Kasey Carlin now hopes people will see beyond looks in dogs, because "Every dog is a good dog. You just have to work with them, understand their limits, respect those limits and build that bond."
Trigger Warning: This story contains instances of animal abuse that may be disturbing to readers.
When dog behaviorist Kasey Carlin was expecting an abused dog to be flown in from Lebanon to the UK, she didn't expect the dog's injuries to be this extensive. This was about five years ago, and a lot has happened, since, but the poor dog was in a miserable condition at the time, reports TODAY.
But despite enduring such abuse, the dog was loving and kind. “There’s this little blond dog kicking her feet up high,” Carlin, 27, said. “The first thing she does when she meets anybody is she runs into them and rubs her body on them as a cat does. My brain couldn’t even process it. She’s just so friendly.”
Carlin then went on to detail the abuse the poor dog was put through. “They used a BB gun and used her as target practice. They had tied her up and shot her. She has about 200 pellets from her nose to her chest and some in her shoulders, but they’re all concentrated in her face,” Carlin said. “Then they pulled her eyes out. She had a broken jaw. They started cutting off her ears before somebody intervened. And she was heavily pregnant at the time.”
Unfortunately, none of her pups survived. Carlin first heard of Maggie —who was called Angie at the time—through a Facebook group. She wanted to help, but wasn't sure she'd be able to take her in, given how Carlin had just adopted a dog with behavioral issues. But somehow, she knew Maggie needed her help.
“Nobody wanted her,” she said. “She had six days before she was due to fly and nowhere to go, and they were going to have to delay the flight or she was going to have to go in kennels, but I couldn’t let a poor little blind dog go in kennels.”
Though Carlin's initial plan was to simply foster Maggie, with time, she knew she couldn't give her up.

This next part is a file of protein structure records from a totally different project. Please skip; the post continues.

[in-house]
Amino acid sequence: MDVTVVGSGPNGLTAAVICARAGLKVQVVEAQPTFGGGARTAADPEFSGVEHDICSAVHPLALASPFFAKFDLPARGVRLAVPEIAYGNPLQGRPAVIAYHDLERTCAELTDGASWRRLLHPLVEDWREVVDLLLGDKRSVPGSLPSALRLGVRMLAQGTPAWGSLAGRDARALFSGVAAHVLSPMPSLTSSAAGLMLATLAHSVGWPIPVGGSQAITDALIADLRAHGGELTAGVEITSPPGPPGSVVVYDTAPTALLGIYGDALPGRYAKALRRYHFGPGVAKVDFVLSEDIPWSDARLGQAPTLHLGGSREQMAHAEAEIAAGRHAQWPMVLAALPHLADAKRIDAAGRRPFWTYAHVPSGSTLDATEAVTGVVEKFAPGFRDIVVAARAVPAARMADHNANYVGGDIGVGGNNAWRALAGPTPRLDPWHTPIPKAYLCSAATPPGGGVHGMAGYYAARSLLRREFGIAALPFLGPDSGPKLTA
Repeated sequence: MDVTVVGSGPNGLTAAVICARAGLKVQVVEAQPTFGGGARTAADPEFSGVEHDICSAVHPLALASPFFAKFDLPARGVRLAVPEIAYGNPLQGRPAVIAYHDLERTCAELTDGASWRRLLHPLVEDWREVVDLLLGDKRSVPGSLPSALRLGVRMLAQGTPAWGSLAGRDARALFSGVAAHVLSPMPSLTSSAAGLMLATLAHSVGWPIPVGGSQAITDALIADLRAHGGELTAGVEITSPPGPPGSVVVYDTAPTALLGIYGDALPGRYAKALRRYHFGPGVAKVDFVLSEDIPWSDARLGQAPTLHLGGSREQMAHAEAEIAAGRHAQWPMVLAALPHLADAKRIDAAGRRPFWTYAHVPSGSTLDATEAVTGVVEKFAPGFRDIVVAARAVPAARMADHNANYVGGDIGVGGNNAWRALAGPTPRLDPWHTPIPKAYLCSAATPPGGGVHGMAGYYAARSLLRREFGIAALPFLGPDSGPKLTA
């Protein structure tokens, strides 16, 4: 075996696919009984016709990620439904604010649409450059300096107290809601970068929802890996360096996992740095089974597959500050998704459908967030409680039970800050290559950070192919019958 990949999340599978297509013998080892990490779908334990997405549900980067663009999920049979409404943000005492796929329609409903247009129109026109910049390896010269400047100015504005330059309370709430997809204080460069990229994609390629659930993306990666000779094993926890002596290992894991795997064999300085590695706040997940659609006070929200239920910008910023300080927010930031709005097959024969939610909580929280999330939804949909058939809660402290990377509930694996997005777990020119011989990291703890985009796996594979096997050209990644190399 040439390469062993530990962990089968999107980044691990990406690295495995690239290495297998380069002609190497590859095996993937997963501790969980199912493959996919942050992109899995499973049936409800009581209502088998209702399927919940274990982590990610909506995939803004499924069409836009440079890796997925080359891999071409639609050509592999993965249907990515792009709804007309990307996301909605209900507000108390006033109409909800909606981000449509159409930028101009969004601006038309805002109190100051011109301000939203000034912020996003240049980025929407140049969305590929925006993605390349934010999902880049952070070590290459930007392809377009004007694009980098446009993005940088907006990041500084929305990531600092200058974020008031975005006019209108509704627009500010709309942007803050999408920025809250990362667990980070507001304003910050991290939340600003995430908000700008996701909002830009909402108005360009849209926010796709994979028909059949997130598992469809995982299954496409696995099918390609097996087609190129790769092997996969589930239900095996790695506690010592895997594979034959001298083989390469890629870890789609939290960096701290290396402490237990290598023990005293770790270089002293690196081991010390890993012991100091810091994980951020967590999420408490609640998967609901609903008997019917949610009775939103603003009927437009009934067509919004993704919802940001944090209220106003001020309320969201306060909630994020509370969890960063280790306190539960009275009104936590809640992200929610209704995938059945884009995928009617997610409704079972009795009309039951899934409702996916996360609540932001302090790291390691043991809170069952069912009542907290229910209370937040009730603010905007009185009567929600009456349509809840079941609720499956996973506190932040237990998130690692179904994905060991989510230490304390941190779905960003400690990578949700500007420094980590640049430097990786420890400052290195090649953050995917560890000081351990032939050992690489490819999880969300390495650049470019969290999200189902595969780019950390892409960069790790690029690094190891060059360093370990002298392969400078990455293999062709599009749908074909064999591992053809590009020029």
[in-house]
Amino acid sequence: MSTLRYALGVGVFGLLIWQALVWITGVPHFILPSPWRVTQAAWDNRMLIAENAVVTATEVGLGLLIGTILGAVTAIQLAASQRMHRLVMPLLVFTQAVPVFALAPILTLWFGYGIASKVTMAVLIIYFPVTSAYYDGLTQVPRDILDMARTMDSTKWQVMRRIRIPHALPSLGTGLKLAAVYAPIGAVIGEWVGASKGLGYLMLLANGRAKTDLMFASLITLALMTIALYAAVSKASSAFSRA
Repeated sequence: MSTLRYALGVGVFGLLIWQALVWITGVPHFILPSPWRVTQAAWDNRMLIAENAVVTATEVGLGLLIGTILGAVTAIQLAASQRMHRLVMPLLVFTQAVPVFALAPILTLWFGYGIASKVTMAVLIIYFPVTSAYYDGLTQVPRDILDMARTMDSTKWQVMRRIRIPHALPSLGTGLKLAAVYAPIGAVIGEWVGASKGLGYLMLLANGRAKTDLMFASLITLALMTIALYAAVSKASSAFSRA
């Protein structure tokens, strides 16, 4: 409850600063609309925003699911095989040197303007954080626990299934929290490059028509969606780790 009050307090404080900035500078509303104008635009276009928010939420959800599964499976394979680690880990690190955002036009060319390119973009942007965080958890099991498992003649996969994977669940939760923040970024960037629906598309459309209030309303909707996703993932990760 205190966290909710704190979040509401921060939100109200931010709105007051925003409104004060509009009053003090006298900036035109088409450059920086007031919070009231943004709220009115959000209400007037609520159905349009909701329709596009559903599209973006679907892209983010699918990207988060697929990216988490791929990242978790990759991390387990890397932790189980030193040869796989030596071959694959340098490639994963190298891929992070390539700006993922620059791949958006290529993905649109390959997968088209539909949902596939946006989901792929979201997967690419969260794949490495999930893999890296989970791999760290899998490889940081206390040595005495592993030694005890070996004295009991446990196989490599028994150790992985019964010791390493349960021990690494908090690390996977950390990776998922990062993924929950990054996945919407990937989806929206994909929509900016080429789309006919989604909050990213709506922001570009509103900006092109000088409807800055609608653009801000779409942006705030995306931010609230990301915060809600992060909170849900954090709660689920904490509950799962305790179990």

She permanently adopted the dog who hadn’t received a single offer of adoption and started training her to navigate the world without sight. Though Maggie was more than delighted with the new setting, her past occasionally came back to haunt her in her sleep.
“She’d be in dreams, and she’d wake me up screaming. I don’t know if you’ve ever heard a dog scream, but it is horrific,” Carlin said, while wiping away her tears. “I used to have to go, ‘Maggie, it’s OK. It’s OK.’ But now there’s (a) difference between her dreams." With time, she's begun to heal, too!
"She’ll run in her dreams. These horrible nightmares that she used to have don’t happen often now — she had one maybe six months ago. She’s happy now.” Part of her happiness comes from the fact that she works as a therapy dog, mainly meeting seniors with dementia, but has also visited police officers, firefighters, and schoolchildren, to whom she spreads an anti-bullying message.
Time really does heal all wounds, because, in just five years, Maggie's changed into a completely new dog altogether. Now, Carlin hopes people inspired by Maggie’s story will consider adopting overlooked pets, particularly older dogs and those with disabilities.
“Nobody wanted Maggie, and now she’s got half a million people that would take her in an instant if I offered her up because she’s a good dog,” she said. “Every dog is a good dog. You just have to work with them, understand their limits, respect those limits and build that bond. Then they’re good dogs. … Maggie does all this good, and she’s just being herself.”
Cover Image Source: Instagram | Maggie the Wonder Dog (@maggiethewunderdog)